NORWAY — Timothy Churchill, the longtime president and CEO of Western Maine Health, is set to retire Dec. 31.

Timothy Churchill, president and CEO of Western Maine Health, is retiring Dec. 31 after a four-decade career in health care administration. Submitted photo

Born in Lewiston and raised in Waterville, Churchill began his career in health care administration four decades ago when he was named CEO of St. Joseph’s Hospital in Philadelphia.

He has also served as president of the Osteopathic Medical Center of Philadelphia and president of Windber Medical Center in Windber, Pennsylvania.

Churchill, who earned a bachelor’s degree  from King’s College in Pennsylvania and an MBA from the University of Maine. assumed the top job at Western Maine Health and its flagship, Stephens Memorial Hospital, in 1996.

His return to Maine was not a move he had planned, he said, but the CEO’s position at Western Maine Health was an opportunity he could not refuse.

And 23 years after returning to his home state, Churchill is ready to retire.

Pat Cook, who was hired by Churchill to run Stephens Memorial Hospital’s nursing department, came to Norway under similar circumstances. She credits Churchill with creating a culture that supported all employees and made the hospital a good place to work. Cook moved to Maine in 1999, having worked at larger hospitals in Lawrence and Framingham, Massachusetts. She retired in 2016.

“I wanted to spend my career in a setting that was supportive, but not so big that hospital leaders didn’t know their employees,” Cook said. “Tim is on a first-name basis with everyone. There is no ‘Mr. Churchill.’ He is trustworthy, he understands his staff. Working at Stephens was the most-positive experience of my career.”

Under Churchill’s leadership, Western Maine Health expanded several times, bringing new resources and technologies to Norway and surrounding communities. The most integral happened in 1999 when the organization made the move to join MaineHealth.

“Joining the MaineHealth system was essential to our success,” Churchill said.  “Our affiliation made us a partner with one of the nation’s top integrated health care systems.  It has allowed us to bring specialty services not often available to rural communities.”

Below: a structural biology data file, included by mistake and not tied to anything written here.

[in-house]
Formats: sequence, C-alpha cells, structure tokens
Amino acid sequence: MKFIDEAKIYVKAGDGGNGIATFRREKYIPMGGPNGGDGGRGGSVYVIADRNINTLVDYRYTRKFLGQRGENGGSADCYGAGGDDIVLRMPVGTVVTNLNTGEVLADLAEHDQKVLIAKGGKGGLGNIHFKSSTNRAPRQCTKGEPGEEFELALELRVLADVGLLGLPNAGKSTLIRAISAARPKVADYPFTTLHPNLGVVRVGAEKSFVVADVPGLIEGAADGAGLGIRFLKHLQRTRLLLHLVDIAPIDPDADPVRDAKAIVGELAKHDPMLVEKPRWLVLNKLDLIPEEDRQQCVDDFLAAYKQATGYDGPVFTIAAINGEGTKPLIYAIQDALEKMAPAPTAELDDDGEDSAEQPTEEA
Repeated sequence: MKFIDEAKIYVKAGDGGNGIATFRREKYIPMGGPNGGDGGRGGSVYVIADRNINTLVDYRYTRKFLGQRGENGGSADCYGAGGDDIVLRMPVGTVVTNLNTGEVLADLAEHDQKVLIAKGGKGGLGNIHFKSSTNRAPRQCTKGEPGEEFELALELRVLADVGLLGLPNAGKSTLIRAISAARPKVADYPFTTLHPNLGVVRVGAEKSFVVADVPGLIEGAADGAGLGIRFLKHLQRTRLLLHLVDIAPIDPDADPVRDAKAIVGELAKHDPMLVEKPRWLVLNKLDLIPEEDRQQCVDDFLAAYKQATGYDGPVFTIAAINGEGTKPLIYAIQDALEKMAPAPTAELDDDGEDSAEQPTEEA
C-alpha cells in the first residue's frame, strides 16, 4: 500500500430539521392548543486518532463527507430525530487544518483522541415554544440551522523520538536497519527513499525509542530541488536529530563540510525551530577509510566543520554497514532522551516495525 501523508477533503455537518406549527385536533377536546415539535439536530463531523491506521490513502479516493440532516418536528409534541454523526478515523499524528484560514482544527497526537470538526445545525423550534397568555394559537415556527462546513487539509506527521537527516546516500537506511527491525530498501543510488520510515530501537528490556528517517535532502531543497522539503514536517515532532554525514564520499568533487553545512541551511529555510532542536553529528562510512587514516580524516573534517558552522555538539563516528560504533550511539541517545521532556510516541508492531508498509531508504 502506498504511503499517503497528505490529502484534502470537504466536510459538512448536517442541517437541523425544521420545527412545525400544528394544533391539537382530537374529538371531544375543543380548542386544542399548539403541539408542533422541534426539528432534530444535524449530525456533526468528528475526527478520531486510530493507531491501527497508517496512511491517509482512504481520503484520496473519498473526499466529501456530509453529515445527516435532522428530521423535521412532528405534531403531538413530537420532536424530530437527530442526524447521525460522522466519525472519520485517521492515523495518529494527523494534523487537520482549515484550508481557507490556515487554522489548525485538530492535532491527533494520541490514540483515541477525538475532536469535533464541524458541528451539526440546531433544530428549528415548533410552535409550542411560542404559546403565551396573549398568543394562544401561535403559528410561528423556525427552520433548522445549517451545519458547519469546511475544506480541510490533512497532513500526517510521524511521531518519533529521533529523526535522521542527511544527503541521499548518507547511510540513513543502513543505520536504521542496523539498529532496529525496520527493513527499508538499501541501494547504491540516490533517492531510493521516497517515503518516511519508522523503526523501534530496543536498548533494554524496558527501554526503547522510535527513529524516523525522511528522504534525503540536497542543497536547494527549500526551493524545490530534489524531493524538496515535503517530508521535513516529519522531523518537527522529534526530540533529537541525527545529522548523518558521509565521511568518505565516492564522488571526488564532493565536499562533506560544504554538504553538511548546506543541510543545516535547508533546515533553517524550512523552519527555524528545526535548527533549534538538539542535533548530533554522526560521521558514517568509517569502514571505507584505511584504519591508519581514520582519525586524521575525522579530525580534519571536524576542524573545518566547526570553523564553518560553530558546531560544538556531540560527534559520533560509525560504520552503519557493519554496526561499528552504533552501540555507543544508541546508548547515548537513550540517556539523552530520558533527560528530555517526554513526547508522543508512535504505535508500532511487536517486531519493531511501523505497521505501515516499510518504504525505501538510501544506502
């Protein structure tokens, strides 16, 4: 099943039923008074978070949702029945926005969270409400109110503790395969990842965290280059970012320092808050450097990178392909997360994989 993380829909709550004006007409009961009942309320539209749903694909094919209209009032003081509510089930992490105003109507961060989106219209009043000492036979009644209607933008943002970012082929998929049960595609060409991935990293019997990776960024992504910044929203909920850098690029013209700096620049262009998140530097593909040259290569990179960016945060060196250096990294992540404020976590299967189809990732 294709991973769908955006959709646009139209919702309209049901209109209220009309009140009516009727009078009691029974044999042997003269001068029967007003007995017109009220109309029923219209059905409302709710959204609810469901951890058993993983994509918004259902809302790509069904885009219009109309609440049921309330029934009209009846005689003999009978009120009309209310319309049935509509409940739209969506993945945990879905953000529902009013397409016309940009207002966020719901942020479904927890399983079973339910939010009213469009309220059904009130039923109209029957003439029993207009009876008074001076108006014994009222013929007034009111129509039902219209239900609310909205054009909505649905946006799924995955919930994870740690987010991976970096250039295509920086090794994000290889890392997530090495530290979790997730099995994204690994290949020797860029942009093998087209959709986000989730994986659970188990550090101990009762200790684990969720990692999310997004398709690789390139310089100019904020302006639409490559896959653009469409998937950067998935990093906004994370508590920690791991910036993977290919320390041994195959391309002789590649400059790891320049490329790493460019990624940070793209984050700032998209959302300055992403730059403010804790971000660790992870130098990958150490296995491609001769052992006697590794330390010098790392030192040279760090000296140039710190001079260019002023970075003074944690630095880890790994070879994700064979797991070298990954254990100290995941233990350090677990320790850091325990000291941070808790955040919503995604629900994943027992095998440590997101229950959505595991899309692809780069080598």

Andrea Burns, former hospital auxiliary president and trustee, agrees.

“Tim’s negotiation with MaineHealth to create Stephens’ affiliation was a turning point for the hospital,” Burns said. “The partnership provided care resources that were not available before. It was his leadership that has advanced the hospital to where it is today.”

In 2010, Stephens Memorial Hospital was designated as a Critical Access Hospital (CAH), qualifying it to receive cost-based Medicare reimbursements. This move benefited patients and the hospital alike during a period of recession.

“The certification assisted us in keeping financially strong during challenging times,” Churchill said.

Most recently, Churchill facilitated the Maine Track program, a partnership between Stephens Memorial Hospital, Maine Medical Center and Tufts Medical School to address the shortage of doctors in Maine, provide financial assistance to aspiring medical students from Maine and to develop an innovative curriculum focused on community-based education.

“We were the first site for the Maine Track model,” Churchill said. “While it was primarily designed to advance in the education of a new generation of physicians, many students have embraced the experience and returned to rural communities to practice primary care medicine.”